Infotainment: Hicks speaks about The New Cotton

Infotainment: Hicks speaks about The New Cotton

By Floyd Miller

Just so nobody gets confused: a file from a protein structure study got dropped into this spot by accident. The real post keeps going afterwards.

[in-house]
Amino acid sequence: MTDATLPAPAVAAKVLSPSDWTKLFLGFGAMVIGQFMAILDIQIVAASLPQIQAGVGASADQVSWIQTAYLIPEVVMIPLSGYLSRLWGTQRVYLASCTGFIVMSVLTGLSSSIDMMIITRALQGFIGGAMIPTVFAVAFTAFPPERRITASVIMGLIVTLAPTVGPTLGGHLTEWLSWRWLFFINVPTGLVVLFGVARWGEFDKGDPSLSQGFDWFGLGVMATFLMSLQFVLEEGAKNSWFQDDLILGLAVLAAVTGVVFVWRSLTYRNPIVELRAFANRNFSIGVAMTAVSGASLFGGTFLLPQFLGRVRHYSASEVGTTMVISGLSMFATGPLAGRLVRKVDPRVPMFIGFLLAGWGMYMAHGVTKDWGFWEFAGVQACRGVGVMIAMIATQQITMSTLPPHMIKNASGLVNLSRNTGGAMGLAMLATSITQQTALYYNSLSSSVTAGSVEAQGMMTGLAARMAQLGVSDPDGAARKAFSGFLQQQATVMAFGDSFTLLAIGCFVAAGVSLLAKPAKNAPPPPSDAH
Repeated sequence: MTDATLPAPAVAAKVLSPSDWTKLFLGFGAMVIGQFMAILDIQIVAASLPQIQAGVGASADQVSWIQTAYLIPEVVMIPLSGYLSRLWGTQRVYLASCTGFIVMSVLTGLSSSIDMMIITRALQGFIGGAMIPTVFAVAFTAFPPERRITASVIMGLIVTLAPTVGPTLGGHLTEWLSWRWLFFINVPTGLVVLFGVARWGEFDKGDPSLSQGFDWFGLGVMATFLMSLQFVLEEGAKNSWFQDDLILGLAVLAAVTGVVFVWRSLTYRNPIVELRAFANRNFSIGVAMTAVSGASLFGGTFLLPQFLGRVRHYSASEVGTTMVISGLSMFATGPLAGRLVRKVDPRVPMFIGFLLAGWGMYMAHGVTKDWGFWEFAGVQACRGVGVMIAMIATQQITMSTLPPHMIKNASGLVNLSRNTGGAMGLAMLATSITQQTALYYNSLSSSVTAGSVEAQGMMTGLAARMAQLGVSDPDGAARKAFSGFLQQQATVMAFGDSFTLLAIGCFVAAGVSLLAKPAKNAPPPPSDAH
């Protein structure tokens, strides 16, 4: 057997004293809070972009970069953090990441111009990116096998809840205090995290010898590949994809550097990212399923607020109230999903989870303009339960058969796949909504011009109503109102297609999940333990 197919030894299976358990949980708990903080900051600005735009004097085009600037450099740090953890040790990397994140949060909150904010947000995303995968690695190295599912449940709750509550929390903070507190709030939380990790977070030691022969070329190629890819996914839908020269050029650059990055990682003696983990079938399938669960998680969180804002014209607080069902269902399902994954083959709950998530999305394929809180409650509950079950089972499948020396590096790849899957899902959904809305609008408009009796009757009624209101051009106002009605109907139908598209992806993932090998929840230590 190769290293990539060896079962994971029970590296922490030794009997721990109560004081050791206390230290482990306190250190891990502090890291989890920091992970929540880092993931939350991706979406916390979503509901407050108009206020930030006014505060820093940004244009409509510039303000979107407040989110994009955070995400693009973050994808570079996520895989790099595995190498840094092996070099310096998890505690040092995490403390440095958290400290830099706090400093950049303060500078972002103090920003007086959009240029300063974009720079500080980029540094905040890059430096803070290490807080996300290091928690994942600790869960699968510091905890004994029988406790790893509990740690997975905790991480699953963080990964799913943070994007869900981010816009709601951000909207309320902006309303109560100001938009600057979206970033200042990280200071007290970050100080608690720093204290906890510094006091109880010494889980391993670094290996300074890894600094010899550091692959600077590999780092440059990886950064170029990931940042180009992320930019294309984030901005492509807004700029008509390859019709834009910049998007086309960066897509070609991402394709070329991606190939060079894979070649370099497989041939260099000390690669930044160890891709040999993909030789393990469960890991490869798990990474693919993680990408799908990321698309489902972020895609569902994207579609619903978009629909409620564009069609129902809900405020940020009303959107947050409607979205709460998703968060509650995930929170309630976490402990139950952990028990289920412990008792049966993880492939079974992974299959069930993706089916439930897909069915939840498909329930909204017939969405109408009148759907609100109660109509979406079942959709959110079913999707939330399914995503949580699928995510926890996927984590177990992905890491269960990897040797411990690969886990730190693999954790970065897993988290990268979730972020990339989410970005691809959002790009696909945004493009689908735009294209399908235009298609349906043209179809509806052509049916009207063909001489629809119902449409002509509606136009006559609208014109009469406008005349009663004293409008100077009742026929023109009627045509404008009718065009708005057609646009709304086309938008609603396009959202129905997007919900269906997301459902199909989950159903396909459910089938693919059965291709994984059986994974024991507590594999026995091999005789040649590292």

On April the 16th, citizens of the Abilene community were informed and entertained by Mr. Leo Barron Hicks of Dallas, Texas. Mr. Hicks has a law degree, but refers to himself as “a recovering attorney”. He is the author of The New Cotton and The Cotton Chronicles. {{more}} The discussion of the evening focused on his book The New Cotton. Hicks went to law school, he said, with the sincere but mistaken belief that, with the knowledge and power derived from being a lawyer, he could make a difference, but he said the things that he saw as a defense attorney chilled him to the bone. He was shocked and saddened by the sheer amount of minorities and the hopelessness and despair of those caught up in the system. Dealing with the day-to-day malevolence of the criminal justice system and looking at the black and brown faces of the criminal defendants I represented, I could not help but wonder what happened to us. How did we, as a society and people, go so wrong? He said it was based on this information that he decided to write the book, The New Cotton, which explains a lot of the problems that African Americans suffer, but he also feels that, by writing this book, maybe some people would not fall prey to the economic and social factors that invariably to the new slavery and to create dialogue about where we have come from, where we are, and where we are going. He said finally, I want to send a wake-up call to other young black males to show them the real purpose of the criminal justice system and to convince them that we can and must do better.A local Abileneian, Robert Lilly one who has been on the wrong side of the law and knows much of the pain that criminals inflict on society and also the demeaning ways in which prisoners are sometimes treated was the catalyst behind Mr. Hick’s trip to Abilene. Lilly said “ I invited him to Abilene in order to raise the consciousness of our citizens and particularly our students at ACU to the challenges that mass incarceration will pose to our future generations.”There were a few individuals from the community and quite a few college students at this event. The Hunter Welcome Center was a wonderful venue for such a meeting. Mr. Hicks laid out 13 steps that individuals can take to avoid becoming victims and in bondage in the new criminal justice system. He said “that involvement in the system is like AIDS, once your charges are filed, it is too late. The defendant is already infected. The time has therefore come for African Americans to adopt new codes of conduct .”. I am tempted to list all 13 steps but I think it would have a greater impact if you bought the book www.thenewcotton.com I will share several of the steps. 1. Do not harm others. While slave-on-slave violence undoubtedly occurred during traditional race slavery, Hicks said, “It has reached new heights in modern America”. He quoted statistics about Black on Black Crime. 2. Do not idolize or make excuses for African Americans who engage in destructive behavior or who violate the law. He said “other than Hispanics, African Americans are the only ethnic group whose young people worship prisoners, and far too many are getting rich by glorifying criminal and destructive behavior. African Americans can no longer tolerate blacks who harm other African Americans or who engage in cultural pathology and social suicide”3. Obey the law. As a general rule, a person cannot become a new slave unless he or she gives the criminal justice system personal jurisdiction over them. Jurisdiction is acquired by engaging in conduct that rises to the level of probable cause that a crime has or will be committed.4. Embrace learning and the first thing African Americans must learn is their own history. 5.Teach your children what it means to be a real man or a real woman. Real men and women take care of the people they love. Real men and women go to work everyday not because they want to, but because others depend upon them to put food on the table and keep a roof over their heads. The students from ACU and McMurry asked some very though provoking questions. Mr. Hicks took time to answer their questions.The students recited poetry, they sang and used their talents in many other ways. This group of students was optimistic about the future. Some of them have already faced tremendous challenges but they are determined not to be a part of The New Cotton .